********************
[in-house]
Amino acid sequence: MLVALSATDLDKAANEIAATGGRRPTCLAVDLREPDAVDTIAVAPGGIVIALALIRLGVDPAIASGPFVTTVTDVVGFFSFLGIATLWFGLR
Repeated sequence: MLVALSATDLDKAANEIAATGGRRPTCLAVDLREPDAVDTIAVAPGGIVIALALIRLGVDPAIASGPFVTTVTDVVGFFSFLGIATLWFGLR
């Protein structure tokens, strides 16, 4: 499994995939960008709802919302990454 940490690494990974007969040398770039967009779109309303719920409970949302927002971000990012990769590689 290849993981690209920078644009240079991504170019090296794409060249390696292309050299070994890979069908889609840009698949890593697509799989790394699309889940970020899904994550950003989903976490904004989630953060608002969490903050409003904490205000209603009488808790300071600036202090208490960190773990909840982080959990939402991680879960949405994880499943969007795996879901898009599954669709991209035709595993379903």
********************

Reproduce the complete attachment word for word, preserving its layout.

[in-house]
Amino acid sequence: MLVALSATDLDKAANEIAATGGRRPTCLAVDLREPDAVDTIAVAPGGIVIALALIRLGVDPAIASGPFVTTVTDVVGFFSFLGIATLWFGLR
Repeated sequence: MLVALSATDLDKAANEIAATGGRRPTCLAVDLREPDAVDTIAVAPGGIVIALALIRLGVDPAIASGPFVTTVTDVVGFFSFLGIATLWFGLR
């Protein structure tokens, strides 16, 4: 499994995939960008709802919302990454 940490690494990974007969040398770039967009779109309303719920409970949302927002971000990012990769590689 290849993981690209920078644009240079991504170019090296794409060249390696292309050299070994890979069908889609840009698949890593697509799989790394699309889940970020899904994550950003989903976490904004989630953060608002969490903050409003904490205000209603009488808790300071600036202090208490960190773990909840982080959990939402991680879960949405994880499943969007795996879901898009599954669709991209035709595993379903």